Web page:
Government chief whip Joe McHugh has become the third senior Government member to publicly say he has “concerns” over plans to allow unrestricted access to abortion up to the 12th week of pregnancy and cannot yet support the potential law.
Mr McHugh joined Simon Coveney and Michael Creed by raising the issue last night amid ongoing silence from five ministers on the issue.
Speaking as Sinn Féin leader Mary Lou McDonald said that her party “will not be found wanting” when it comes to the proposed 12-week limit and as Health Minister Simon Harris said he plans to reveal the exact referendum wording on March 8 — International Women’s Day — Mr McHugh said he cannot support 12 weeks, with his spokesperson declining to say how Mr McHugh will campaign in the referendum.
“I will be supporting the holding of a referendum,” he said. “I retain concerns over the Oireachtas committee proposal for unrestricted access to abortion up to 12 weeks. I will examine Minister Harris’s proposals when they are published.”
Eight out of 15 Cabinet members — Taoiseach Leo Varadkar, Finance Minister Paschal Donohoe, Justice Minister Charlie Flanagan, Health Minister Simon Harris, Children’s Minister Katherine Zappone, Social Protection Minister Regina Doherty, Culture Minister Josepha Madigan, and Housing Minister Eoghan Murphy — are in favour.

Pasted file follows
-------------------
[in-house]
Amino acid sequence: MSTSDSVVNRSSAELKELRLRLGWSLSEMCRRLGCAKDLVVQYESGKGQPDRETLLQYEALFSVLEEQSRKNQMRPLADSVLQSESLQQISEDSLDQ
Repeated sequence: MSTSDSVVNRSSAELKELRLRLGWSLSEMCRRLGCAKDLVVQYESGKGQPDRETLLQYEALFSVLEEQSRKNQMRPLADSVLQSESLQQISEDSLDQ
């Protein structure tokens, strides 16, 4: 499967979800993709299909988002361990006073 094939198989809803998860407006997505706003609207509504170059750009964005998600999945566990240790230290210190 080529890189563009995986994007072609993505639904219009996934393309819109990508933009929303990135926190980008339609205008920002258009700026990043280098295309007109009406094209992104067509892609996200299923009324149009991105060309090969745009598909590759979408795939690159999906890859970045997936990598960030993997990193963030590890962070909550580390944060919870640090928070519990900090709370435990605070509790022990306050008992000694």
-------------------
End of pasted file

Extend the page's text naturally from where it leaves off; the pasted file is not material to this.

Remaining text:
However, five more — Business Minister Heather Humphreys, Education Minister Richard Bruton, Transport Minister Shane Ross, Rural Affairs Minister Michael Ring, and Communications Minister Denis Naughten — have yet to express a view.
Mr Varadkar stressed on Monday the referendum is about whether to repeal or retain the Eighth Amendment and is not related to the 12 weeks limit.
However, Mr Harris told RTÉ Radio there is cabinet division over 12 weeks, while Ms Doherty later said the “rub” is “nobody can give a guarantee of any legislation being passed”.
The situation means there is an increasing possibility that ministers will campaign on both sides of the referendum debate, a situation likely to leave the Government needing extra opposition support to ensure both the referendum and the potential 12-week limit pass.
Noting the situation last night, Ms McDonald said while her party can only change its policy on abortion to allow 12 weeks at an ard fhéis, “compassion and trust in women must prevail” and that it “will not be found wanting” on the issue.
Solidarity-PBP TD Bríd Smith and Sinn Féin health spokeswoman Louise O’Reilly, who were both members of the Oireachtas Committee on the Eighth Amendment that recommended repeal, said they intend to write to the referendum commission when it is formed asking it to ban the use of inaccurate or graphic abortion images during the campaign.
Speaking at a housing media briefing yesterday, Mr Donohoe said Government believes holding a referendum “is essential to deal with the anguish caused by our constitution”, while Mr Murphy confirmed he will campaign in favour of both repeal and the 12-week limit.
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